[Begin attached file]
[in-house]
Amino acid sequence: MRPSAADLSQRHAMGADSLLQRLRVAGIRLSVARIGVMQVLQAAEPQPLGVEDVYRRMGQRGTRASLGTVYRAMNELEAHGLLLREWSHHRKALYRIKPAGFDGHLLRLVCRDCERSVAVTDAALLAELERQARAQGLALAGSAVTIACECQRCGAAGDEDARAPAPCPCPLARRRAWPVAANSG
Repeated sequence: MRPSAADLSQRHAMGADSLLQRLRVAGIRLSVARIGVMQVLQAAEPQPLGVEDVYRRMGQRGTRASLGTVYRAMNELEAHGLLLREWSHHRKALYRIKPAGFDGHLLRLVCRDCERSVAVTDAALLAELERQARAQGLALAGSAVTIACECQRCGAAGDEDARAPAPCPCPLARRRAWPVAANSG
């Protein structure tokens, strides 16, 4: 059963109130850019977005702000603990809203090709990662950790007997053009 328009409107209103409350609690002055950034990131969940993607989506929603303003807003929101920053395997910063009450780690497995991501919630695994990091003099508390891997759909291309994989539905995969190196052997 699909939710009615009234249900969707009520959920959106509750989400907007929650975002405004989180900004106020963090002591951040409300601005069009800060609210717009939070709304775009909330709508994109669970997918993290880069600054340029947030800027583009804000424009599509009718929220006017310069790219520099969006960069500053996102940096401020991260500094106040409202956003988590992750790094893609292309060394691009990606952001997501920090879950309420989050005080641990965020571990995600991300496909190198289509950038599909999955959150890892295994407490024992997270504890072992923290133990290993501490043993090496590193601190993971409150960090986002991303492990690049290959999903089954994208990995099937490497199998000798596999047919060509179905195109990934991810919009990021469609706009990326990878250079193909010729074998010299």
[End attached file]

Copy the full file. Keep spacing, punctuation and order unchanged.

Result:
[in-house]
Amino acid sequence: MRPSAADLSQRHAMGADSLLQRLRVAGIRLSVARIGVMQVLQAAEPQPLGVEDVYRRMGQRGTRASLGTVYRAMNELEAHGLLLREWSHHRKALYRIKPAGFDGHLLRLVCRDCERSVAVTDAALLAELERQARAQGLALAGSAVTIACECQRCGAAGDEDARAPAPCPCPLARRRAWPVAANSG
Repeated sequence: MRPSAADLSQRHAMGADSLLQRLRVAGIRLSVARIGVMQVLQAAEPQPLGVEDVYRRMGQRGTRASLGTVYRAMNELEAHGLLLREWSHHRKALYRIKPAGFDGHLLRLVCRDCERSVAVTDAALLAELERQARAQGLALAGSAVTIACECQRCGAAGDEDARAPAPCPCPLARRRAWPVAANSG
């Protein structure tokens, strides 16, 4: 059963109130850019977005702000603990809203090709990662950790007997053009 328009409107209103409350609690002055950034990131969940993607989506929603303003807003929101920053395997910063009450780690497995991501919630695994990091003099508390891997759909291309994989539905995969190196052997 699909939710009615009234249900969707009520959920959106509750989400907007929650975002405004989180900004106020963090002591951040409300601005069009800060609210717009939070709304775009909330709508994109669970997918993290880069600054340029947030800027583009804000424009599509009718929220006017310069790219520099969006960069500053996102940096401020991260500094106040409202956003988590992750790094893609292309060394691009990606952001997501920090879950309420989050005080641990965020571990995600991300496909190198289509950038599909999955959150890892295994407490024992997270504890072992923290133990290993501490043993090496590193601190993971409150960090986002991303492990690049290959999903089954994208990995099937490497199998000798596999047919060509179905195109990934991810919009990021469609706009990326990878250079193909010729074998010299």